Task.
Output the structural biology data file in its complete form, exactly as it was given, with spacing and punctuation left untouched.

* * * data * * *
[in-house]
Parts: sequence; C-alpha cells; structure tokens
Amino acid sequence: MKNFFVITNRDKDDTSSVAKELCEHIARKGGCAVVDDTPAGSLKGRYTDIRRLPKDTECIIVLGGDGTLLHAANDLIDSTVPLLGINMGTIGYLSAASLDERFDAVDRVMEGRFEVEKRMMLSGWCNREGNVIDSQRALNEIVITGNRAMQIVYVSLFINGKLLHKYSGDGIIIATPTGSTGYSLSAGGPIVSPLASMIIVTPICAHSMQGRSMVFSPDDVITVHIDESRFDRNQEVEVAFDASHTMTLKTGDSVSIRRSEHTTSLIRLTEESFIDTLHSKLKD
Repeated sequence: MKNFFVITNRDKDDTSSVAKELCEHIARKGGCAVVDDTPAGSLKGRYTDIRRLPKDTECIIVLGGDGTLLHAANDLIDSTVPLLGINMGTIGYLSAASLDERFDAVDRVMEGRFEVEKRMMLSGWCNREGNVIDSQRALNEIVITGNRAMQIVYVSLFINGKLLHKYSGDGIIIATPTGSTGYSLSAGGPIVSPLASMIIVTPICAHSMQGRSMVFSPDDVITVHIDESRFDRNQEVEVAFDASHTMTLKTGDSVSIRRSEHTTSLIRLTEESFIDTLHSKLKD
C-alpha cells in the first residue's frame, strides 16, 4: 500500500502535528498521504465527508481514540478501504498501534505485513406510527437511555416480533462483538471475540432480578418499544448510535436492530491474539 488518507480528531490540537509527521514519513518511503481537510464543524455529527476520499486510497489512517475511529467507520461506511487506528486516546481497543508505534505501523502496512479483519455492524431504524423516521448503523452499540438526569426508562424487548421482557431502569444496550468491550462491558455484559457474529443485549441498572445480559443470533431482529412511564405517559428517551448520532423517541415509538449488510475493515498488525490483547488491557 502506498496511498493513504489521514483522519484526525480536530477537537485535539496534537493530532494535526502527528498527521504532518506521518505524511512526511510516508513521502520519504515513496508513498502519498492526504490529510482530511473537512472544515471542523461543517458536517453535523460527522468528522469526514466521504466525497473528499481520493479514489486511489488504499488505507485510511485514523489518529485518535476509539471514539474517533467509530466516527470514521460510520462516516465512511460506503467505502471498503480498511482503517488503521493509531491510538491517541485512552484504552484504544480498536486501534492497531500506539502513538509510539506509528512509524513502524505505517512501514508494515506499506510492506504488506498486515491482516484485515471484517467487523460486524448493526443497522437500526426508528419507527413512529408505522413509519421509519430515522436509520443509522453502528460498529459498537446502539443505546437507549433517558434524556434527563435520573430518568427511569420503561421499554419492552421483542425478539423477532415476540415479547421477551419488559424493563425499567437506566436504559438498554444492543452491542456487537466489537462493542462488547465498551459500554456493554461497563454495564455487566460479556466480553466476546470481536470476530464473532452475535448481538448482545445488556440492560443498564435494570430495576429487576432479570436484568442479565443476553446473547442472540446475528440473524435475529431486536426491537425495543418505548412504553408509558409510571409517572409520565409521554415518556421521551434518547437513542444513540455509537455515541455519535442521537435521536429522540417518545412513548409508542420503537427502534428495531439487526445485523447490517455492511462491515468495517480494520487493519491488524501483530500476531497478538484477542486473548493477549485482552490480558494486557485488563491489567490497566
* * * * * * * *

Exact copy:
[in-house]
Parts: sequence; C-alpha cells; structure tokens
Amino acid sequence: MKNFFVITNRDKDDTSSVAKELCEHIARKGGCAVVDDTPAGSLKGRYTDIRRLPKDTECIIVLGGDGTLLHAANDLIDSTVPLLGINMGTIGYLSAASLDERFDAVDRVMEGRFEVEKRMMLSGWCNREGNVIDSQRALNEIVITGNRAMQIVYVSLFINGKLLHKYSGDGIIIATPTGSTGYSLSAGGPIVSPLASMIIVTPICAHSMQGRSMVFSPDDVITVHIDESRFDRNQEVEVAFDASHTMTLKTGDSVSIRRSEHTTSLIRLTEESFIDTLHSKLKD
Repeated sequence: MKNFFVITNRDKDDTSSVAKELCEHIARKGGCAVVDDTPAGSLKGRYTDIRRLPKDTECIIVLGGDGTLLHAANDLIDSTVPLLGINMGTIGYLSAASLDERFDAVDRVMEGRFEVEKRMMLSGWCNREGNVIDSQRALNEIVITGNRAMQIVYVSLFINGKLLHKYSGDGIIIATPTGSTGYSLSAGGPIVSPLASMIIVTPICAHSMQGRSMVFSPDDVITVHIDESRFDRNQEVEVAFDASHTMTLKTGDSVSIRRSEHTTSLIRLTEESFIDTLHSKLKD
C-alpha cells in the first residue's frame, strides 16, 4: 500500500502535528498521504465527508481514540478501504498501534505485513406510527437511555416480533462483538471475540432480578418499544448510535436492530491474539 488518507480528531490540537509527521514519513518511503481537510464543524455529527476520499486510497489512517475511529467507520461506511487506528486516546481497543508505534505501523502496512479483519455492524431504524423516521448503523452499540438526569426508562424487548421482557431502569444496550468491550462491558455484559457474529443485549441498572445480559443470533431482529412511564405517559428517551448520532423517541415509538449488510475493515498488525490483547488491557 502506498496511498493513504489521514483522519484526525480536530477537537485535539496534537493530532494535526502527528498527521504532518506521518505524511512526511510516508513521502520519504515513496508513498502519498492526504490529510482530511473537512472544515471542523461543517458536517453535523460527522468528522469526514466521504466525497473528499481520493479514489486511489488504499488505507485510511485514523489518529485518535476509539471514539474517533467509530466516527470514521460510520462516516465512511460506503467505502471498503480498511482503517488503521493509531491510538491517541485512552484504552484504544480498536486501534492497531500506539502513538509510539506509528512509524513502524505505517512501514508494515506499506510492506504488506498486515491482516484485515471484517467487523460486524448493526443497522437500526426508528419507527413512529408505522413509519421509519430515522436509520443509522453502528460498529459498537446502539443505546437507549433517558434524556434527563435520573430518568427511569420503561421499554419492552421483542425478539423477532415476540415479547421477551419488559424493563425499567437506566436504559438498554444492543452491542456487537466489537462493542462488547465498551459500554456493554461497563454495564455487566460479556466480553466476546470481536470476530464473532452475535448481538448482545445488556440492560443498564435494570430495576429487576432479570436484568442479565443476553446473547442472540446475528440473524435475529431486536426491537425495543418505548412504553408509558409510571409517572409520565409521554415518556421521551434518547437513542444513540455509537455515541455519535442521537435521536429522540417518545412513548409508542420503537427502534428495531439487526445485523447490517455492511462491515468495517480494520487493519491488524501483530500476531497478538484477542486473548493477549485482552490480558494486557485488563491489567490497566